the dissident frogman

18 years and 10 months ago

Are You Ready? ♠ Êtes-Vous Prêt ?

the dissident frogman

Necrothreading much?

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Another of those "Arabs" who are "not ready for our Western democratic model" I imagine:
I share with President Bush and all of the American people human sentiments and desires for freedom, democracy and propagation of democracy, human rights, right of ownership and right to form a civil society.

Fathi Eljahmi, Libyan dissident
Freedom, democracy and its propagation, human rights and right of ownership (which is, coincidentally, one of the most important human right - if not the most important - from which the others result naturally) and right to form a civil society.

That's it, the list is fairly exhaustive.

I'd say Mr. Eljahmi is more than ready for the democratic model, and he can't possibly be the only voice in the Arab world.
After all, just like Iraq's WMD, it's not because Blix the Goblin can't see them that they don't exist.

Talking about Goblins, would Mr. Chirac care to repeat that pearl of wisdom he used to lecture North African victims of their totalitarian states with? What was that "first" human right of yours again Jack? "to eat, to be cared for, to receive an education and to have housing.", wasn't it?

Or to put it in Radia Nasraoui's way, to "eat up and shut up"?

Nothing very surprising from the man ruling this Socialist Wonderland though: "To eat, to be cared for, to receive an education and to have housing", is not "the first of the human rights", but the UberStatist's dream. "Please, do shut up. All you need is a food voucher and see, I'm the one who delivers. Here you go, stop complaining."

Ironically enough, it should actually go rather well with Ms. Nasraoui's husband, ruler of the Tunisian Worker's Communist Party... Yeah, it's a dog eat dog world.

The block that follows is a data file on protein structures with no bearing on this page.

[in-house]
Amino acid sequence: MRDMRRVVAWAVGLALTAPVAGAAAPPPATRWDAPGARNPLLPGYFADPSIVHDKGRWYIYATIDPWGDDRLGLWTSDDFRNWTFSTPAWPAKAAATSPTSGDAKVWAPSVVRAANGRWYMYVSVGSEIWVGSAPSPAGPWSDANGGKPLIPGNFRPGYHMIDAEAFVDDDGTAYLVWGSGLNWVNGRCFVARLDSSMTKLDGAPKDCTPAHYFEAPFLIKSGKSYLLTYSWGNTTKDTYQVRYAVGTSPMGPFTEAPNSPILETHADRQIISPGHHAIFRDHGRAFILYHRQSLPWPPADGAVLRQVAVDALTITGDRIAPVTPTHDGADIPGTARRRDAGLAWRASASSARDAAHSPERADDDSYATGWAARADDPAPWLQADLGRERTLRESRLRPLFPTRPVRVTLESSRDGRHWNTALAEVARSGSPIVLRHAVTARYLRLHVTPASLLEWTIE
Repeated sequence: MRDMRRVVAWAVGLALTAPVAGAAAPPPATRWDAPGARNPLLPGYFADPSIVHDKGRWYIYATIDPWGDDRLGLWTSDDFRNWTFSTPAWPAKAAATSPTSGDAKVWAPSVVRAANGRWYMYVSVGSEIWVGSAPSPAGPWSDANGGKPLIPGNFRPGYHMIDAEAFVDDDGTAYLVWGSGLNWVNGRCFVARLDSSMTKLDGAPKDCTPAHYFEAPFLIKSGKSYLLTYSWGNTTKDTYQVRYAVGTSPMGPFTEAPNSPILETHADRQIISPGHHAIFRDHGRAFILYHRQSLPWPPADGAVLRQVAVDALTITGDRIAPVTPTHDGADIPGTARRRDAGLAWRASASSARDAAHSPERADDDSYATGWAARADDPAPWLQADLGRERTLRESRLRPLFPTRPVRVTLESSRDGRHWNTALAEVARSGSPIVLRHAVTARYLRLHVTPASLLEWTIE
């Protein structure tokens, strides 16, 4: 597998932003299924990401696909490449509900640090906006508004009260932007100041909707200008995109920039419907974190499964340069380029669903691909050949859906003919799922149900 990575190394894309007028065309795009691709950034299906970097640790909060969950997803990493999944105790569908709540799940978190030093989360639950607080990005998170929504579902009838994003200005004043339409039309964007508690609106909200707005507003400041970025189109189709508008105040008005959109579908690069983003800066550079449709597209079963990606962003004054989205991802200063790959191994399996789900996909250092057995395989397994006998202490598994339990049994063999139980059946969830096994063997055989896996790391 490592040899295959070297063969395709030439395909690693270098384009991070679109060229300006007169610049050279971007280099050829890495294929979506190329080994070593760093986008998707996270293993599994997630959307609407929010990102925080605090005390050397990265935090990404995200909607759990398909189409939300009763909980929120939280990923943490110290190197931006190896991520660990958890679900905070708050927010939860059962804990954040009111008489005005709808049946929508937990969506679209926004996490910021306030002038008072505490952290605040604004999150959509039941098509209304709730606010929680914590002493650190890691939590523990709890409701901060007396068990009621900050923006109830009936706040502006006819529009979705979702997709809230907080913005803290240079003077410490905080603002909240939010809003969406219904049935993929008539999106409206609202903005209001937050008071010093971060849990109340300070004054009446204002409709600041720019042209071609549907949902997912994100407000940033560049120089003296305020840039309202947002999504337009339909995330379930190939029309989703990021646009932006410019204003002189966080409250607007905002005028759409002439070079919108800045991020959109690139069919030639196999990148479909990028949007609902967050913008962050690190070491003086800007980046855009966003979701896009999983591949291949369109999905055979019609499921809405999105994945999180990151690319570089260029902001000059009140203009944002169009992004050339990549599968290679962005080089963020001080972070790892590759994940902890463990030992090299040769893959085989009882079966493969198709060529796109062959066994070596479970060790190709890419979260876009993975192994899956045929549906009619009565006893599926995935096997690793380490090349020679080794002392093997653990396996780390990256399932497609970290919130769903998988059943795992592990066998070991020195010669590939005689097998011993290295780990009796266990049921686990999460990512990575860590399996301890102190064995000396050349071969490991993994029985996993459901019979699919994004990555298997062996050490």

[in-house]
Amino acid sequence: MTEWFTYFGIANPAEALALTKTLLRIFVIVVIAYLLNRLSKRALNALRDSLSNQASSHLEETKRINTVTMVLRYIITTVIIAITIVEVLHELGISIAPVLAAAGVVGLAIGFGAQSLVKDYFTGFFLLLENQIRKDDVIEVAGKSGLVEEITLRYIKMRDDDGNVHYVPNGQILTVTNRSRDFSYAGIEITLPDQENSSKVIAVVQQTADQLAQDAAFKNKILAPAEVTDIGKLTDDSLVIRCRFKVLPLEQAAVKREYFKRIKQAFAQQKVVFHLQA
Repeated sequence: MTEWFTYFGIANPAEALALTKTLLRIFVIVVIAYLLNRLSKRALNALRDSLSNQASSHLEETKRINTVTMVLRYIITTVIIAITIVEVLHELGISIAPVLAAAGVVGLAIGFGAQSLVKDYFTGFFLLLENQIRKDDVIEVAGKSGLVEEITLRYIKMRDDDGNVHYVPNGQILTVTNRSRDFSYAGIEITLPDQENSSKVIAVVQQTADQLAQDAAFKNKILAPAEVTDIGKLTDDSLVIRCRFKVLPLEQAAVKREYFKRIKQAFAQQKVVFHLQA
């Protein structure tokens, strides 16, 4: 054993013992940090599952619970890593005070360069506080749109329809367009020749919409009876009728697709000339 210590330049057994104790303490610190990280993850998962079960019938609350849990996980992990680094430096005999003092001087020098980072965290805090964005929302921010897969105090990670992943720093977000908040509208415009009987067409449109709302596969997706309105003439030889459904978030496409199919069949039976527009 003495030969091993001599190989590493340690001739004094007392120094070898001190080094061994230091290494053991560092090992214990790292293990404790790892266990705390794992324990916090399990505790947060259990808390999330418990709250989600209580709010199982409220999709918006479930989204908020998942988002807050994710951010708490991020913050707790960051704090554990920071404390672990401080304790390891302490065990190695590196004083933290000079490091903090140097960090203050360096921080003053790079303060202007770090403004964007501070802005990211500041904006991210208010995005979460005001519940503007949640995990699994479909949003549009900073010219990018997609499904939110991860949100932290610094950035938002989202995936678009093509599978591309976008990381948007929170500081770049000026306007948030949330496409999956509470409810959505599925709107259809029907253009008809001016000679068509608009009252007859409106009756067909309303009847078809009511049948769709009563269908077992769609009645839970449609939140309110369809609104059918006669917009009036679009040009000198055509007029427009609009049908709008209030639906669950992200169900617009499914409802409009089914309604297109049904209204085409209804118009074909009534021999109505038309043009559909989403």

Anyway, I, for one, certainly hope that SpookyMan Gadhafi won't be allowed to trade his weaponry against his dictator's seat and get away with it, as the jailed dissidents seem to fear.

Fortunately, Mr. Chirac is not President of the United States (you knew it too, didn't you?), and the declarations of the actual President are quite far from Jack's Eat Up, Shut up:
As long as the Middle East remains a place of tyranny and despair and anger, it will continue to produce men and movements that threaten the safety of America and our friends. So America is pursuing a forward strategy of freedom in the greater Middle East. We will challenge the enemies of reform, confront the allies of terror, and expect a higher standard from our friend.
For his opponents, Mr. Bush presents a major flaw: that damn cowboy, he keeps doing exactly what he says.

Yes, unlike Flip-Flop John and yes, in the problem at hand, we can only rejoice over it.

It may take some time, particularly since it become more apparent everyday that America will have to take this road without Europe (bare Great Britain and a good part of Eastern Europe maybe. Okay, let me recast that: without Europe's Socialists from both the Left and the Right) who is pandering to Middle East tyrants.

However, I'm pretty confident that in the end, Mr. Eljahmi and his people, just like former dissidents from another East, will see the fall of their tyrants, and the restoration of their natural rights.

For the benefit of us all, and once again, thank to America.

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Encore un de ces "arabes" qui "ne sont pas prêts pour notre modèle de démocratie Occidentale" j'imagine:
Je partage avec le Président Bush et l'ensemble du peuple américain le sens et l'attrait humain pour la liberté, la démocratie et sa propagation, les droits de l'homme, le droit de propriété et le droit de former une société civile.

Fathi Eljahmi, dissident libyen